South Africa’s vaccine rollout programme is struggling to get off the ground, despite plans for its start on Monday, 17 May.
According to the City Press, the programme has experienced low registration rates in the target group – those aged 60 and over, or with comorbidities – while those who have registered have not yet received any information on what to do.
The second phase of the rollout is scheduled to start on Monday, with the government targetting approximately 16.6 million vaccinations over six months, or 100,000 vaccinations each day.
However, the first phase of the rollout is still not complete. The Sisonke academic study has so far vaccinated close to its 500,000 target, but the remainder of healthcare workers still need to be given the jab – around 500,000 people, to meet government’s initial target of one million.
The recently-published National Income Dynamics Coronavirus Rapid Mobile Survey (NIDS-CRAM) estimated that the government will have to deliver 190,000 shots each day to meet its target of vaccinating 40 million people by February 2022.
Speaking to ENCA, health minister Zweli Mkhize called for South Africans to patient with the process, saying that phase 2 of the rollout will commence as planned, and those registered to receive the vaccine will be notified over time.
But the City Press flagged a number of issues that are causing concern among experts:
- By Mkhize’s own admission, no individuals registered on the system had been sent a notification for an appointment to get vaccinated, with provincial health departments putting the focus on old-age homes and care centres initially;
- Of approximately 5 million South Africans over 60, only 1.1 million have actually registered on government’s system;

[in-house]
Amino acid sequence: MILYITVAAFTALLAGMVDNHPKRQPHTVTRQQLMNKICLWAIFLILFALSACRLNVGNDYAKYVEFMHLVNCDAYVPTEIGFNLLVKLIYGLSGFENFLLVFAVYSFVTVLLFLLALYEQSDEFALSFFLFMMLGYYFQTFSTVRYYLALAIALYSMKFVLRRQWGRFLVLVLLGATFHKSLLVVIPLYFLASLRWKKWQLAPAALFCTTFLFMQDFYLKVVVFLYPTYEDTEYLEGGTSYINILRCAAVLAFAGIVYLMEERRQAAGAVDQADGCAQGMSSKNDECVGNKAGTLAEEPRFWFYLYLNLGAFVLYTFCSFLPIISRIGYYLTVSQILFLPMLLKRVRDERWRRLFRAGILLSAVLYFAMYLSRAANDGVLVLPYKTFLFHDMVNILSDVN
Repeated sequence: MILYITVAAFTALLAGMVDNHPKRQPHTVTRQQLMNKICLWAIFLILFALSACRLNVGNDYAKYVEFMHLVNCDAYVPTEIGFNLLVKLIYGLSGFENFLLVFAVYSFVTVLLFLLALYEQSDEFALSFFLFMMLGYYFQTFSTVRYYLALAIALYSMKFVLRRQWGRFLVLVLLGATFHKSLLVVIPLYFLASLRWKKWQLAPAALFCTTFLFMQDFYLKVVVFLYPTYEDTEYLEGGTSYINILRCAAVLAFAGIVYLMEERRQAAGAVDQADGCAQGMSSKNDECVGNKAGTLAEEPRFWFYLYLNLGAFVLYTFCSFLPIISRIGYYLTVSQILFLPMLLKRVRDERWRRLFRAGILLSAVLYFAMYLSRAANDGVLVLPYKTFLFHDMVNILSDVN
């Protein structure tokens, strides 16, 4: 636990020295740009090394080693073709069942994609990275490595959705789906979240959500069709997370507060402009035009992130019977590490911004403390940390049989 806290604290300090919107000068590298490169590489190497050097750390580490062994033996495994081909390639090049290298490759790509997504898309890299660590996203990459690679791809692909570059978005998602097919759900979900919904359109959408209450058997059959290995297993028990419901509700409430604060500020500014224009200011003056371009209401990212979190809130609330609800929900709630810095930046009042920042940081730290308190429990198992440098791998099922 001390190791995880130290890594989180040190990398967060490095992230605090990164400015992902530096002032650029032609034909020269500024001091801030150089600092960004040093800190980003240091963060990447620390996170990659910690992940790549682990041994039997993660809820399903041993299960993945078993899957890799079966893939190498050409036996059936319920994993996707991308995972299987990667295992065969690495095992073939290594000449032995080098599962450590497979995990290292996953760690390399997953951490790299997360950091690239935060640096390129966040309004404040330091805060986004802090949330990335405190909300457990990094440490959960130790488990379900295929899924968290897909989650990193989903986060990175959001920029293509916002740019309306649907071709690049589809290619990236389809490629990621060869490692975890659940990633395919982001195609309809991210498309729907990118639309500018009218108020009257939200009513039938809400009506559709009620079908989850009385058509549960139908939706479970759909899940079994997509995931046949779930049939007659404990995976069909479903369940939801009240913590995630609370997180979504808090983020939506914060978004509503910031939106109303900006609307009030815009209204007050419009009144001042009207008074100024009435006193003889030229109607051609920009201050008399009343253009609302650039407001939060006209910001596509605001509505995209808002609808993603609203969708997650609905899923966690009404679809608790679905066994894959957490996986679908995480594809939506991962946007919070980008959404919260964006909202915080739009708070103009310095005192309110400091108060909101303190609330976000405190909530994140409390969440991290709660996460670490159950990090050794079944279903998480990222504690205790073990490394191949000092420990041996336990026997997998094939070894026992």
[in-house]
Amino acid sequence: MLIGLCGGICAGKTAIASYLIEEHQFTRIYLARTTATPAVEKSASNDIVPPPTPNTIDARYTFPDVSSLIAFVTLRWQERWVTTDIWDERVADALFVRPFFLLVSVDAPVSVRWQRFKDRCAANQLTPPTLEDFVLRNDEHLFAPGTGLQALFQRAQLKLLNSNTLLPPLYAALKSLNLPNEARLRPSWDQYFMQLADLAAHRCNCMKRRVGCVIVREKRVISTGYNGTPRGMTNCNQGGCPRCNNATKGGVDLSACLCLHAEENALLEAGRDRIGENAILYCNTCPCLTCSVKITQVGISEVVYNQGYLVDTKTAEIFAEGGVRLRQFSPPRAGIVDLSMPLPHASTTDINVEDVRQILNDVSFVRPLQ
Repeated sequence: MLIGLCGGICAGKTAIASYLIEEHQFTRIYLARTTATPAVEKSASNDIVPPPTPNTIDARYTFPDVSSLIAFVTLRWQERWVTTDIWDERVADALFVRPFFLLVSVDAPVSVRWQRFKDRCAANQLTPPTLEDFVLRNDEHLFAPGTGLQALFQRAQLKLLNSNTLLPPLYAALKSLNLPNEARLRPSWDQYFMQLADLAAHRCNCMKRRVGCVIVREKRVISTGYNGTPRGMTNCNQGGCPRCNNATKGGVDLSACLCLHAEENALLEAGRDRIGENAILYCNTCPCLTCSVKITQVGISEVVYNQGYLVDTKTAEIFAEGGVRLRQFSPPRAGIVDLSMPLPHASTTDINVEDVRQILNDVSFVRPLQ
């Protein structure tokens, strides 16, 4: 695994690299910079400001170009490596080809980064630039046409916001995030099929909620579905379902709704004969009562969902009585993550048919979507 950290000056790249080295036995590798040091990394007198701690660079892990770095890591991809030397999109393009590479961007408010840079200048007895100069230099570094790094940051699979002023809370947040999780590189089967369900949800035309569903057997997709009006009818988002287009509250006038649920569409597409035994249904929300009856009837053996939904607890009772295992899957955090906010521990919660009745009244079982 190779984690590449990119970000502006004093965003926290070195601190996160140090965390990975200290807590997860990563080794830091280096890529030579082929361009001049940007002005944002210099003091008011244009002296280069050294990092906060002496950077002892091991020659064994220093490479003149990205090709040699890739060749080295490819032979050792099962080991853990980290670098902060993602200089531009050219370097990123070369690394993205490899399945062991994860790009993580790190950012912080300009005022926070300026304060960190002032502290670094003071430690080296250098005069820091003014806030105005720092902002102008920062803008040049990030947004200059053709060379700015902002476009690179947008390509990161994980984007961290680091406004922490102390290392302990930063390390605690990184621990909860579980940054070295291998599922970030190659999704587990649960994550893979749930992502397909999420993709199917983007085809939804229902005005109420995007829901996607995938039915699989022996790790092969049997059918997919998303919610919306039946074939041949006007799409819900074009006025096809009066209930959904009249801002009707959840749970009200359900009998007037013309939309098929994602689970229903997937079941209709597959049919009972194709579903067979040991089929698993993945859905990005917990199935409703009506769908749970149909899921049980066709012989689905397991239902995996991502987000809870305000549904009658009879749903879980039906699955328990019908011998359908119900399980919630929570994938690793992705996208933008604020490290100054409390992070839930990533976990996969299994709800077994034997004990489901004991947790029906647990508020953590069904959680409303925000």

- Only 130 of the 3,350 planned vaccination centres will be open from Monday – and that is for the remaining healthcare workers;
- There have been more delays in getting vaccines, specifically the Johnson & Johnson vaccine which was halted by regulatory processes in the US. South Africa only has Pfizer vaccines available currently;
- Vaccines are still limited, and bottle-necked by periodic delivery times;
- South Africa’s Covid-19 infections are increasing, with some areas already classified as being in a third wave.
According to the Democratic Alliance, the second phase of the vaccination drive is off to a particularly poor start in Gauteng – which is expected to be hardest-hit by the next wave.
The party said that, counter to expectations, few people in the 60-plus age range in Gauteng will receive the vaccine this week as there are only 24 public health sites to be set up for the Pfizer dose.
This was disclosed last week at a meeting of the Gauteng Legislature Health Committee. According to the department, the Pfizer doses will initially go to health workers and to institutions like old age homes.
“This is a far cry from the 285 vaccination centres that were promised at the Gauteng Command Council briefing on 7 May. There were supposed to be 187 public sites and 98 private sites. In February this year the Command Council claimed that there would be 345 vaccination sites in total – 191 public and 154 private,” the party said.
The DA said it visited 12 designated vaccine sites in Ekurhuleni, and found that only one – the Alberton Civic Hall – was ready to start this week. At least four sites were not even aware that they were required to vaccinate, it said.
Private sites will apparently only begin vaccinations from 24 May, the DA said.
Reports from various provinces all point to a similarly slow start to phase 2, with various provincial health departments detailing what little plans they have to the Daily Maverick.
The overall picture is that old-age homes are being targeted first, with individual shots coming later. Registrations are slow, and vaccinations centres are still being prepared.
There has been a notable increase in the number of daily infections across South Africa, though the National Institute of Communicable Diseases is loath to call it a third wave, as it does not yet match the technical definition.
As of Saturday, 2,750 new cases were recorded, taking South Africa’s running total to 1,611,143 infections detected. There have been 1,523,243 recoveries and 55,183 deaths, leaving the country with 32,717 active cases – around 10,000 more than a week ago.
7.5% of all tests are coming out positive, compared to 3.7% in April and 4.3% in March.